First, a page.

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GIS QuerySet API Reference

Spatial Lookups

The spatial lookups in this section are available for GeometryField and RasterField.

For an introduction, see the spatial lookups introduction. For an overview of what lookups are compatible with a particular spatial backend, refer to the spatial lookup compatibility table.

Lookups with rasters

All examples in the reference below are given for geometry fields and inputs, but the lookups can be used the same way with rasters on both sides. Whenever a lookup doesn’t support raster input, the input is automatically converted to a geometry where necessary using the ST_Polygon function. See also the introduction to raster lookups.

The database operators used by the lookups can be divided into three categories:

  • Native raster support N: the operator accepts rasters natively on both sides of the lookup, and raster input can be mixed with geometry inputs.
  • Bilateral raster support B: the operator supports rasters only if both sides of the lookup receive raster inputs. Raster data is automatically converted to geometries for mixed lookups.
  • Geometry conversion support C. The lookup does not have native raster support, all raster data is automatically converted to geometries.

The examples below show the SQL equivalent for the lookups in the different types of raster support. The same pattern applies to all spatial lookups.

Case Lookup SQL Equivalent
N, B rast__contains=rst ST_Contains(rast, rst)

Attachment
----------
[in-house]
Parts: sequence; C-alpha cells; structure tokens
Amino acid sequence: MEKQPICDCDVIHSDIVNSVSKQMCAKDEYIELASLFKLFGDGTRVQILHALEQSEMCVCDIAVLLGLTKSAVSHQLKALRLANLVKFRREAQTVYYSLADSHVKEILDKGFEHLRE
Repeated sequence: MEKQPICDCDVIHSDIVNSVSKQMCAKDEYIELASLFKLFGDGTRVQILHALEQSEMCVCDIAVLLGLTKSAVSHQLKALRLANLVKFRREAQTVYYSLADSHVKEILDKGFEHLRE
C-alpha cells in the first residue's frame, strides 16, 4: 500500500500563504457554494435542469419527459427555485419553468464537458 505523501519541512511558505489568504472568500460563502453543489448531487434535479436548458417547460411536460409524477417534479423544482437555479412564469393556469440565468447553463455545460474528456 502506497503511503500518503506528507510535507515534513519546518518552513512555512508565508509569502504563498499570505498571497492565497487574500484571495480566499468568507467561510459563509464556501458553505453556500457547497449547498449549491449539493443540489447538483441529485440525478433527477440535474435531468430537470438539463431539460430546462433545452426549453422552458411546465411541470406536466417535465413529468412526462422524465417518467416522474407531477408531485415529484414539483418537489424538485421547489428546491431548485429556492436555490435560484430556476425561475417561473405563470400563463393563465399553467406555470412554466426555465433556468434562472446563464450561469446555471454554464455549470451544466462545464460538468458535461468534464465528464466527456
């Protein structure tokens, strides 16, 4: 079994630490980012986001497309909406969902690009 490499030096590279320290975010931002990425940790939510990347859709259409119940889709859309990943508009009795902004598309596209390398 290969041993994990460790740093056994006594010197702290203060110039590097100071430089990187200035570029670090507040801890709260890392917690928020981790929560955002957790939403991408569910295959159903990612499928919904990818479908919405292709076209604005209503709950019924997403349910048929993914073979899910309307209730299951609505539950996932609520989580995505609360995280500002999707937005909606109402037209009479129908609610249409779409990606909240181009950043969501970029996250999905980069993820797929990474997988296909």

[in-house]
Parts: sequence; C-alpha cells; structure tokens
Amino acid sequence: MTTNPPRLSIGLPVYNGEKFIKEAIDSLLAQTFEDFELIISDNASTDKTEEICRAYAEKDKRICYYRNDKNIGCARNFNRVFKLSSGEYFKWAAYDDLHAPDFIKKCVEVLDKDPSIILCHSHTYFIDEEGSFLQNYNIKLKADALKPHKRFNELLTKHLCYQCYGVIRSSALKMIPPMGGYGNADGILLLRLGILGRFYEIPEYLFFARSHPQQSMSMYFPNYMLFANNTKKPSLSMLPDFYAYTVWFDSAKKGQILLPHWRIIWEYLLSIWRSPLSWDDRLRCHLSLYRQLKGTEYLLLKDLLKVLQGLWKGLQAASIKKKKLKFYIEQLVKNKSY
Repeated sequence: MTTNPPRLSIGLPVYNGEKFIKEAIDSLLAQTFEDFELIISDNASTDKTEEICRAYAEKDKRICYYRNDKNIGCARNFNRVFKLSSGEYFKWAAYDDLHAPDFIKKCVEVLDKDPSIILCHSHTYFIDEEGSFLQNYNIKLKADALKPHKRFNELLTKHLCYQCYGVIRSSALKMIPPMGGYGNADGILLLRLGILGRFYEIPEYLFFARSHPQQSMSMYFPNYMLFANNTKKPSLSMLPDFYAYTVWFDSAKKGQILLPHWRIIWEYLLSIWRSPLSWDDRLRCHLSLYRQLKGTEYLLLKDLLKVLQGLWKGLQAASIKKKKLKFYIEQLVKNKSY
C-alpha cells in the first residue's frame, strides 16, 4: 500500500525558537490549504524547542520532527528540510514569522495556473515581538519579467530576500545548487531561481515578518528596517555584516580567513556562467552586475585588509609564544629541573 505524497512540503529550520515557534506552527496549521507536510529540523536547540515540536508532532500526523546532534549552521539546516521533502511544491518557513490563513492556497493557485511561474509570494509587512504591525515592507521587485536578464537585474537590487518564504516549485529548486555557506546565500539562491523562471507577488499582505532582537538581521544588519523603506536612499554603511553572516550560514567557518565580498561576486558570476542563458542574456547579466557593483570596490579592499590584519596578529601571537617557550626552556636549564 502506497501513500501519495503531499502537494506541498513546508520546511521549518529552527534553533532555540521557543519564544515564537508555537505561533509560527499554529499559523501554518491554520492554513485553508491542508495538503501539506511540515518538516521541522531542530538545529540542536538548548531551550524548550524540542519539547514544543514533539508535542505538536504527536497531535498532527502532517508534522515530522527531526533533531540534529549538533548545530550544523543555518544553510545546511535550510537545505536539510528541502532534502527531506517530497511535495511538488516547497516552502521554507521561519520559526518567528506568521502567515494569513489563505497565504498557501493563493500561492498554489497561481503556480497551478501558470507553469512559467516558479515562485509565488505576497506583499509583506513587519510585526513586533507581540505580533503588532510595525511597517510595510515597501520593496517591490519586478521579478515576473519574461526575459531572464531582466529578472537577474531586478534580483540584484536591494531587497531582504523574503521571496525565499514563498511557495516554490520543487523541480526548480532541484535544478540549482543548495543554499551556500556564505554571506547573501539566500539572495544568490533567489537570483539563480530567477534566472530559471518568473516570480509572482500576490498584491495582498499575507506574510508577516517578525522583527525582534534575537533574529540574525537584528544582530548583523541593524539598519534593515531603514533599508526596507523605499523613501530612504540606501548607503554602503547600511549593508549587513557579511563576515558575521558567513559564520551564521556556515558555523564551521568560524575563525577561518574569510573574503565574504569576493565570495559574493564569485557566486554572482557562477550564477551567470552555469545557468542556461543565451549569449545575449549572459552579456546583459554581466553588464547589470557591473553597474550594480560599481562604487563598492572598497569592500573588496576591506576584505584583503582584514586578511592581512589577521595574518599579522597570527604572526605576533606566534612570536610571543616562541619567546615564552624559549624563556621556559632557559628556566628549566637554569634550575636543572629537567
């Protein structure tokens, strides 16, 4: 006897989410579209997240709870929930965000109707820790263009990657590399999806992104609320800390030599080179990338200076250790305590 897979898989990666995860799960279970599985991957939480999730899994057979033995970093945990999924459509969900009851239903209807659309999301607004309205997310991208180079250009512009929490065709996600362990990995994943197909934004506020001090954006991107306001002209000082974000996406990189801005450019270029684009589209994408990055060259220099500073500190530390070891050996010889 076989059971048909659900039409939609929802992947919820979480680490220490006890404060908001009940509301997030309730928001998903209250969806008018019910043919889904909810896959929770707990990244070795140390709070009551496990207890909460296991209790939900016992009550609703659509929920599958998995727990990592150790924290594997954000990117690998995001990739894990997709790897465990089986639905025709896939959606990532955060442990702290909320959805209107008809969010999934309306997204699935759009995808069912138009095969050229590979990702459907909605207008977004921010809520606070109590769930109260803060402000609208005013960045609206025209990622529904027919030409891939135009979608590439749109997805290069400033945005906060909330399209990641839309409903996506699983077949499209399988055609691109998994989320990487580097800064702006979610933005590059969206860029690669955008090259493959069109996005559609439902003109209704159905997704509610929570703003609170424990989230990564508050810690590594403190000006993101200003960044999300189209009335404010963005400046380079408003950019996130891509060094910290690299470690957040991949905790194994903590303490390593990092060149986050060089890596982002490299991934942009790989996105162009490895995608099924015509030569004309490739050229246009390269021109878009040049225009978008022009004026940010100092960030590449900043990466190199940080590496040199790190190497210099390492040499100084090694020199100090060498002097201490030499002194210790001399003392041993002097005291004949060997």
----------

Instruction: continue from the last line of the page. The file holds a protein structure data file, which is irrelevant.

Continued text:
N, B rast__1__contains=(rst, 2) ST_Contains(rast, 1, rst, 2)
B, C rast__contains=geom ST_Contains(ST_Polygon(rast), geom)
B, C rast__1__contains=geom ST_Contains(ST_Polygon(rast, 1), geom)
B, C poly__contains=rst ST_Contains(poly, ST_Polygon(rst))
B, C poly__contains=(rst, 1) ST_Contains(poly, ST_Polygon(rst, 1))
C rast__crosses=rst ST_Crosses(ST_Polygon(rast), ST_Polygon(rst))
C rast__1__crosses=(rst, 2) ST_Crosses(ST_Polygon(rast, 1), ST_Polygon(rst, 2))
C rast__crosses=geom ST_Crosses(ST_Polygon(rast), geom)
C poly__crosses=rst ST_Crosses(poly, ST_Polygon(rst))

Spatial lookups with rasters are only supported for PostGIS backends (denominated as PGRaster in this section).

bbcontains

Availability: PostGIS, MySQL, SpatiaLite, PGRaster (Native)

Tests if the geometry or raster field’s bounding box completely contains the lookup geometry’s bounding box.

Example:

Zipcode.objects.filter(poly__bbcontains=geom)
Backend SQL Equivalent
PostGIS poly ~ geom
MySQL MBRContains(poly, geom)
SpatiaLite MbrContains(poly, geom)

bboverlaps

Availability: PostGIS, MySQL, SpatiaLite, PGRaster (Native)

Tests if the geometry field’s bounding box overlaps the lookup geometry’s bounding box.

Example:

Zipcode.objects.filter(poly__bboverlaps=geom)
Backend SQL Equivalent
PostGIS poly && geom
MySQL MBROverlaps(poly, geom)
SpatiaLite MbrOverlaps(poly, geom)

contained

Availability: PostGIS, MySQL, SpatiaLite, PGRaster (Native)

Tests if the geometry field’s bounding box is completely contained by the lookup geometry’s bounding box.

Example:

Zipcode.objects.filter(poly__contained=geom)
Backend SQL Equivalent
PostGIS poly @ geom
MySQL MBRWithin(poly, geom)
SpatiaLite MbrWithin(poly, geom)

contains

Availability: PostGIS, Oracle, MySQL, SpatiaLite, PGRaster (Bilateral)

Tests if the geometry field spatially contains the lookup geometry.

Example:

Zipcode.objects.filter(poly__contains=geom)
Backend SQL Equivalent
PostGIS ST_Contains(poly, geom)
Oracle SDO_CONTAINS(poly, geom)